About 2 hours away from the hustle and bustle of Tokyo, lies a modest little sake brewery, overflowing with youthful charm, boasting a hand-made sake with essence of cherry blossom flower.


With a yield of only 300koku (54,000 litres) Nakazawa brewery is one of the smaller breweries but that puts it squarely inside my radar. With a limited supply you might struggle to find their sake, even in Tokyo, but exclusivity is never a bad thing and they make premium quality sake completely by hand making the whole thing look remarkably easy in the process.

I have to take this opportunity to thank my Tencho, that’s boss in Japanese, of a little pub where I was working at the time, for inviting me to visit this and a number of other breweries together with him. I can’t tell you what a privilege it is to introduce this fantastic little brewery to you.


The brewery is located on the coast of Kanagawa prefecture, just one hop from Tokyo, in Matsuda city which is easily reachable in about 3 connections. The third connection requires careful planning because the timetable is somewhat erratic.

The train ride alone is a highlight offering up views of plum fields and snow-capped mountains that really spirits you away from the hustle and bustle of the capital, but nothing beats the spectacle at the halfway point; 50-100 oaps trying to exit a small station with only one exit for the annual plum festival.

You won’t have any problem finding this brewery because It sits right beside the railway tracks.


Nakazawa brewery is also listed as a stop on a walking tour of the area which takes you from a nearby station, up the hill to a herb garden through various plum viewing spots along the way.


At the helm of our sake tour, the Sake prodigy of Matsuda himself,

Drumroll please!

Akira Kakiwada, an 11 generation brewer, one of the youngest making sake today and the current head of the brewery.

I read afterwards that he earned his stripes at none other than the world-renowned Ichinokura brewery in Miyagi prefecture before returning to the family business to apply his newfound knowledge.

(Akira represents a new generation of young sake brewers, which I will be writing about more as this blog progresses, who are changing the image of sake, once considered an oyagi ( grandfather) pasttime, making it popular again with a younger audience and putting their localities on the map. I can’t help but feel inspired and at the same time incredibly optimistic for the future of the beverage.)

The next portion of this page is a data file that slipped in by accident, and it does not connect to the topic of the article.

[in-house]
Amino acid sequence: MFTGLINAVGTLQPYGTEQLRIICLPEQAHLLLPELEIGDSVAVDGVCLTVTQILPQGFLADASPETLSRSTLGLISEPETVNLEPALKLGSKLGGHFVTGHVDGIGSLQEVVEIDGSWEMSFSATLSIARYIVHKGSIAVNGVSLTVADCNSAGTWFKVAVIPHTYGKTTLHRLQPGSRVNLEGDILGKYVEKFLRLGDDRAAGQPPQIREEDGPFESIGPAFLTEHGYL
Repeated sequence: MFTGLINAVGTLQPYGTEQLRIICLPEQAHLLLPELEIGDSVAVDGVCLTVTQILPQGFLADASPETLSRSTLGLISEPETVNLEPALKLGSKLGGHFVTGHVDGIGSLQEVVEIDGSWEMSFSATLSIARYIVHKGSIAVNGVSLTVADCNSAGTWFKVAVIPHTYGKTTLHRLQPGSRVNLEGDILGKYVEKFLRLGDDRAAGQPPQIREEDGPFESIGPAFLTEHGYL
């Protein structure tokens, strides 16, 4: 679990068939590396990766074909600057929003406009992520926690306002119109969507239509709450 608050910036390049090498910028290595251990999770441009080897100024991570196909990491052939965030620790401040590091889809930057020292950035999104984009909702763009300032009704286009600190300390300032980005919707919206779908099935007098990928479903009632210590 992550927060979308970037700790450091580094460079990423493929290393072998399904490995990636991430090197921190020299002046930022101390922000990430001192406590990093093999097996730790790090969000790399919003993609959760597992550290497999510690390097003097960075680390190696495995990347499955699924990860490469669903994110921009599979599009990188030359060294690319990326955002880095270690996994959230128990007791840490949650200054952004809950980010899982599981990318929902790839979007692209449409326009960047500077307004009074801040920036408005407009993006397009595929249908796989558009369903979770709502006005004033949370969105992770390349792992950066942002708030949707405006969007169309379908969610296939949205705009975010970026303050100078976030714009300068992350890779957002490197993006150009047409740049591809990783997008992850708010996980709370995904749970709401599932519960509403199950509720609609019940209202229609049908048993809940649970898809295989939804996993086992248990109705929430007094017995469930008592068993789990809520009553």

The entrance to the brewery is completely different from what I expected when I saw the exterior, not industrial looking at all. My eye leads me past a green verdure up a small well-kept pathway to a cozy little residence. The snow on the ground reminds me more of an alpine lodge than a brewery.

It is not uncommon to see a residence like this at the entrance of a brewery. After all breweries are more often than not also the family home. You might like to make the obvious comparison with a winery. No doubt this residence is preserving centuries of ancestry in its brickwork.


Akira san treated me to a full and concise tour of the brewery. In all it took about 40 minutes but admittedly I did waste perhaps a little too much time trying to snap a picture of a bubble popping on the surface of the sake mash. Akira san’s explanation is quite straight forward and deals mainly with the basics, although I often sent him off on a tangent with my somewhat maniacal questions. Nevertheless The tour is all in Japanese so an interpreter is essential.

The tour begins at the rear of the brewery.
There is an opening from which the brewery interior is visible. It is here where shoes are swapped for some trendy plastic sandals to make sure we don’t bring any organisms in from outside, a peculiar but 100% necessary custom of the brewery visit.

One of the things that fascinates me about sake breweries and makes each tour so interesting is that each one has their own unique customs and traditions, an inbred individuality if you like. Nakazawa brewery is no exception. For they are none other than one of the few remaining breweries making their sake completely by hand.

Washing and steeping the rice

A stride over a plastic water hose takes us unto the first stage of the tour, the washing and steeping of the sake rice.